The Simpson Desert is an immense sprawl of dunes covering more than 170000 square kilometres. Driven into shape by the prevailing winds, these long sand ridges run parallel from north-west to south-east. Though hundreds of four-wheel drive parties romp across the desert every year, the vast majority of the Simpson is inaccessible to conventional transport. That’s where the camels come in. Far from being some quaint exercise in nostalgia or novelty transport, they remain the peerless off-road vehicle. And being on foot offers an altogether different intimacy with place compared to gazing  through tinted car windows.


In many of the world’s mountain and desert regions walking in the company of pack animals—be they alpacas, mules or yaks—is a longstanding tradition. However, for most Australians it’s still something of an oddity. Indeed, for some wilderness purists the idea of sharing their precious bush experience with any non-native creature—let alone being beholden to them for load carrying—is taboo. Go far enough inland, however, and that thinking starts to fray. Self-sufficiency only goes so far in the vastness of the desert.


Five days into our walk, and if anyone in this party still has qualms about the camels, they are doing a good job of hiding their concerns. Although we have only crossed about a dozen of this desert’s 1100 dunes, the logic of having the camels along—if only to freight our water supplies—seems unarguable. Over the years the Simpson has been traversed by all sorts of adventurous types marching between supply dumps and hauling carts of gear. For most of us, however, the only practical and sustainable way to reach the interior is with a willing team of trained camels.


The irony is that, just as cameleering traditions are being revived in the outback, the nation is wrestling with an inadvertent legacy of the end of the pioneering era. When large numbers of camels were let loose into the bush, they dispersed across a huge swathe of inland Australia. Just days before our departure for the Simpson, the Federal Government announced $19 million of funding to help cull and control the hordes of wild camels now causing environmental havoc across Central Australia. With estimated numbers in excess of one million, this feral population has a major impact on native vegetation and waterholes, as well as causing damage to property and remote communities.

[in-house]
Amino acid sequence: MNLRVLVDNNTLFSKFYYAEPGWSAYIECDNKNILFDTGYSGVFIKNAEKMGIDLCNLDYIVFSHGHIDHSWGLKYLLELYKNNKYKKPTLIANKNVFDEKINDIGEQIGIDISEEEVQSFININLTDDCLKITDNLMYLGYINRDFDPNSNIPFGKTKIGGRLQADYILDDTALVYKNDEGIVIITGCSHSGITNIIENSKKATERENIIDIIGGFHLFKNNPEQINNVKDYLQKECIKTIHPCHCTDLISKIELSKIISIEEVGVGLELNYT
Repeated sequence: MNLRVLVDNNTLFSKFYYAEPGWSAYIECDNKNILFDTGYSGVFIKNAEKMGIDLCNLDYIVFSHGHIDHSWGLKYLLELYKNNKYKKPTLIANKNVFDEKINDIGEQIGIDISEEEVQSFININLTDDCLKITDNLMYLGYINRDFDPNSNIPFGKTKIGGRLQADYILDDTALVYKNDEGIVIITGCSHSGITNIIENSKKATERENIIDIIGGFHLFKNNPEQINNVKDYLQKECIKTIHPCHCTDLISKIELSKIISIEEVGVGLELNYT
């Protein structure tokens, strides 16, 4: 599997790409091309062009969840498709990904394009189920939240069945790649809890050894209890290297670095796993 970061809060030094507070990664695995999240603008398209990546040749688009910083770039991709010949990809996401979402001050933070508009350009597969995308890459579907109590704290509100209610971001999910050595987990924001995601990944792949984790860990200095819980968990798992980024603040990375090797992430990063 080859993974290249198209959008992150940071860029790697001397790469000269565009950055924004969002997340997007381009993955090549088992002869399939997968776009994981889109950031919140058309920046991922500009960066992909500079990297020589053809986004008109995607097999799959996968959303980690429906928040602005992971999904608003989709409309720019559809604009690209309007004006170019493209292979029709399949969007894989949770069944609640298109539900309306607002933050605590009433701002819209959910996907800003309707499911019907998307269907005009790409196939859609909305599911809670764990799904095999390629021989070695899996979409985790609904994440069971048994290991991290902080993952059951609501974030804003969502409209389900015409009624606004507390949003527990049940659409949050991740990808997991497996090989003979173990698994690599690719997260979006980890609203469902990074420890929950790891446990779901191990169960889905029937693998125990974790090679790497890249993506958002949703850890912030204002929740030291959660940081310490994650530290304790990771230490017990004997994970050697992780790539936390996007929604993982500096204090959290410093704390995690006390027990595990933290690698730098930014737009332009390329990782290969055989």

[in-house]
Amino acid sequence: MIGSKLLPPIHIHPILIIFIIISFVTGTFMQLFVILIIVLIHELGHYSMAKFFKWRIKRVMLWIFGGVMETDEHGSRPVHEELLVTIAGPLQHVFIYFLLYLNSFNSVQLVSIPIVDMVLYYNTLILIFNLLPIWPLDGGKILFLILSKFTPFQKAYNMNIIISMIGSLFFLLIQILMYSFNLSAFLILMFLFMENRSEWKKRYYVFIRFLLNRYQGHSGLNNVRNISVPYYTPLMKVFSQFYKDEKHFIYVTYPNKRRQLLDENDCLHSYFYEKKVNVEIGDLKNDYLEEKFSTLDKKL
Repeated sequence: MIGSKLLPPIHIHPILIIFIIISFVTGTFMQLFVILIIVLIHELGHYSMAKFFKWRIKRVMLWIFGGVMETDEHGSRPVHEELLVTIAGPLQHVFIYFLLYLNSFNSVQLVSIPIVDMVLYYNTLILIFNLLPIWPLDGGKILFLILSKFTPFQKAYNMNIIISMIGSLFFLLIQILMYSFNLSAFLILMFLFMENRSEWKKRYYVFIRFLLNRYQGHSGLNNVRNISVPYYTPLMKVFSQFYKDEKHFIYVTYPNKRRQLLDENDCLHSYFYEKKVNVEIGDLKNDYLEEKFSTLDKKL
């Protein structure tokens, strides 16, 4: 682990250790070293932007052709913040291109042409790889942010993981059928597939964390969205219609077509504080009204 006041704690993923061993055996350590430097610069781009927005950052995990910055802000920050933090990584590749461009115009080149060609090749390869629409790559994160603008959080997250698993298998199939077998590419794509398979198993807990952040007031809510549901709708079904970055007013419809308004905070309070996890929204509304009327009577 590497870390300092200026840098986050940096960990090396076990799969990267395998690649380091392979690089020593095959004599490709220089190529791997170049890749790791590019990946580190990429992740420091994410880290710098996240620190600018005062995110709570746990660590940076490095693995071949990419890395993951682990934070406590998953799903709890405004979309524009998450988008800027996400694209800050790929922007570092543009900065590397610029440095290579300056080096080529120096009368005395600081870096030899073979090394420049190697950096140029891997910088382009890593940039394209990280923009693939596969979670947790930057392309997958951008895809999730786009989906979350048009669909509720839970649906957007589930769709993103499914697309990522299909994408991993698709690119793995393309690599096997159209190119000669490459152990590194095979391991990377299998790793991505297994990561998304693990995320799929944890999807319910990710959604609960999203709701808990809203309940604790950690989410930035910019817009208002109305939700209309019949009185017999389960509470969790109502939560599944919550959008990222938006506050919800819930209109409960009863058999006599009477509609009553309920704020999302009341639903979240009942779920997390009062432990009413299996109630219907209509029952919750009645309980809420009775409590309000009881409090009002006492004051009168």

In a way, the success of such herds reinforces the merits of employing properly managed camel strings to explore these habitats. Significantly, it’s not just outback enthusiasts who are embracing camel trekking but also an increasing array of scientists and scholars. In 2007 Andrew Harper founded Australian Desert Expeditions (ADE) as a way of supporting journeys with a sharper environmental and historical focus. The ethos here dovetails with that of non-government conservation outfits such as Australian Wildlife Conservancy and Bush Heritage Australia, where research and public participation help grow our knowledge of country.


Recent ADE trips have included biological surveys on Kalamurina Wildlife Sanctuary at the northern end of Lake Eyre. Even in its  early days this organisation has been involved in discoveries of fossil and archaeological sites, plant and animal surveys and significant anthropological studies. All of which underlines the fact that our deserts and arid lands have many more secrets to reveal.


That’s certainly true for anyone with a glint in the eye for wild places. As wondrous as it might be to saunter about South-west Tassie, the Blue Mountains or a Queensland rainforest, from another perspective these are colourful side dishes. Given that more than 70 per cent of the continent receives less than 500 millimetres of rain a year, there is a strong case for turning inland and acknowledging the reality of Australia’s arid heartland. Do that and, whichever way you look at them, the deserts stack up as our greatest wildernesses.